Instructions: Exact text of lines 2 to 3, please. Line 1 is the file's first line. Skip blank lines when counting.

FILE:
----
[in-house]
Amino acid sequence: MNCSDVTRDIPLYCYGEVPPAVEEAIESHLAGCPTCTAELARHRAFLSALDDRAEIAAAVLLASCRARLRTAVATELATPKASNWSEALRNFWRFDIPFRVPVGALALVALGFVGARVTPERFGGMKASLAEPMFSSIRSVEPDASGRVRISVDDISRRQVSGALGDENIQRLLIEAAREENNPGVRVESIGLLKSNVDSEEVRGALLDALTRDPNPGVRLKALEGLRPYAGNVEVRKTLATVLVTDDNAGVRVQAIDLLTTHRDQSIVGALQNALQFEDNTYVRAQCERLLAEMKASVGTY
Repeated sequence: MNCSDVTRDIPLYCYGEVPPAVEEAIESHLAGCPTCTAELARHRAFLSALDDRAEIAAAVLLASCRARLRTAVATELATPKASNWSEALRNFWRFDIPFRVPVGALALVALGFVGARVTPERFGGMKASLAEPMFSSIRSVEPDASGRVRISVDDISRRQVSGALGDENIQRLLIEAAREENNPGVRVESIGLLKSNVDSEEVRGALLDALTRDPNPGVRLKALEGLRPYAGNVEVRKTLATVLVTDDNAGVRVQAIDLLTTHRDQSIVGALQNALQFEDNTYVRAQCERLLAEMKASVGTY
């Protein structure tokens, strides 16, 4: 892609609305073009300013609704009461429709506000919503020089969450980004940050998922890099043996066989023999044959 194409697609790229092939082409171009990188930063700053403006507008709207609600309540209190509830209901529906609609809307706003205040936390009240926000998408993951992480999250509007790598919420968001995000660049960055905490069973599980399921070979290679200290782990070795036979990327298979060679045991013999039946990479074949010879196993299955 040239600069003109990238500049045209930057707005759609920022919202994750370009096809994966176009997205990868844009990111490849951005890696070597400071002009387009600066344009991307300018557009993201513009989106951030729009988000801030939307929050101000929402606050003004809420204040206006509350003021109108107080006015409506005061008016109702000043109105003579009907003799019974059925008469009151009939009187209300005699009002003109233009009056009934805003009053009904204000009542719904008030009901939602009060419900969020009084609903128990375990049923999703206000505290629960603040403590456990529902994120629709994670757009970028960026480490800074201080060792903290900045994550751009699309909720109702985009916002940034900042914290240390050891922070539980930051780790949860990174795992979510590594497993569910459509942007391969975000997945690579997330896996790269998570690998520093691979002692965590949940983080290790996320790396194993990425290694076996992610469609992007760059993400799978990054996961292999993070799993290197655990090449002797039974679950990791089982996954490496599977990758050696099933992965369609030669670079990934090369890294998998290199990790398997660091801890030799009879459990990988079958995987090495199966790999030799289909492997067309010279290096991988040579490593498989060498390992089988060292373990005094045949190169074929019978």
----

Amino acid sequence: MNCSDVTRDIPLYCYGEVPPAVEEAIESHLAGCPTCTAELARHRAFLSALDDRAEIAAAVLLASCRARLRTAVATELATPKASNWSEALRNFWRFDIPFRVPVGALALVALGFVGARVTPERFGGMKASLAEPMFSSIRSVEPDASGRVRISVDDISRRQVSGALGDENIQRLLIEAAREENNPGVRVESIGLLKSNVDSEEVRGALLDALTRDPNPGVRLKALEGLRPYAGNVEVRKTLATVLVTDDNAGVRVQAIDLLTTHRDQSIVGALQNALQFEDNTYVRAQCERLLAEMKASVGTY
Repeated sequence: MNCSDVTRDIPLYCYGEVPPAVEEAIESHLAGCPTCTAELARHRAFLSALDDRAEIAAAVLLASCRARLRTAVATELATPKASNWSEALRNFWRFDIPFRVPVGALALVALGFVGARVTPERFGGMKASLAEPMFSSIRSVEPDASGRVRISVDDISRRQVSGALGDENIQRLLIEAAREENNPGVRVESIGLLKSNVDSEEVRGALLDALTRDPNPGVRLKALEGLRPYAGNVEVRKTLATVLVTDDNAGVRVQAIDLLTTHRDQSIVGALQNALQFEDNTYVRAQCERLLAEMKASVGTY